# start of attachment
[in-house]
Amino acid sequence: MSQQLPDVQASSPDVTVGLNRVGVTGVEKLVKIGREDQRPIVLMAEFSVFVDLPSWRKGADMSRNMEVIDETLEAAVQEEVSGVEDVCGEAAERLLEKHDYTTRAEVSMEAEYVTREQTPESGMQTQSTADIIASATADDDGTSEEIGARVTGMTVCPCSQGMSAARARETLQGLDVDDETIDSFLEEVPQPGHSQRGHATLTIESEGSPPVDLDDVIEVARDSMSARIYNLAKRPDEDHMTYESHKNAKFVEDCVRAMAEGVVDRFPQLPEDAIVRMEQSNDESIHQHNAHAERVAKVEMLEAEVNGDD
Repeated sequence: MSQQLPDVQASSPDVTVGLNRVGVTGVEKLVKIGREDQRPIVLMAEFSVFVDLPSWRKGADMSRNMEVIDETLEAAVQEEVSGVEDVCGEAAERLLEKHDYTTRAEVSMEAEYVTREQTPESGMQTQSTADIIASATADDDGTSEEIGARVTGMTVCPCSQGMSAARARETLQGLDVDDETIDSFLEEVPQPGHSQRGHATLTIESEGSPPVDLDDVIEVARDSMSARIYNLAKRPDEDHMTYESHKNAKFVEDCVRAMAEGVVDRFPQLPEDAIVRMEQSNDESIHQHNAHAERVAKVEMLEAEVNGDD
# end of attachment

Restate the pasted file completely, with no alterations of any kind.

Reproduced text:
[in-house]
Amino acid sequence: MSQQLPDVQASSPDVTVGLNRVGVTGVEKLVKIGREDQRPIVLMAEFSVFVDLPSWRKGADMSRNMEVIDETLEAAVQEEVSGVEDVCGEAAERLLEKHDYTTRAEVSMEAEYVTREQTPESGMQTQSTADIIASATADDDGTSEEIGARVTGMTVCPCSQGMSAARARETLQGLDVDDETIDSFLEEVPQPGHSQRGHATLTIESEGSPPVDLDDVIEVARDSMSARIYNLAKRPDEDHMTYESHKNAKFVEDCVRAMAEGVVDRFPQLPEDAIVRMEQSNDESIHQHNAHAERVAKVEMLEAEVNGDD
Repeated sequence: MSQQLPDVQASSPDVTVGLNRVGVTGVEKLVKIGREDQRPIVLMAEFSVFVDLPSWRKGADMSRNMEVIDETLEAAVQEEVSGVEDVCGEAAERLLEKHDYTTRAEVSMEAEYVTREQTPESGMQTQSTADIIASATADDDGTSEEIGARVTGMTVCPCSQGMSAARARETLQGLDVDDETIDSFLEEVPQPGHSQRGHATLTIESEGSPPVDLDDVIEVARDSMSARIYNLAKRPDEDHMTYESHKNAKFVEDCVRAMAEGVVDRFPQLPEDAIVRMEQSNDESIHQHNAHAERVAKVEMLEAEVNGDD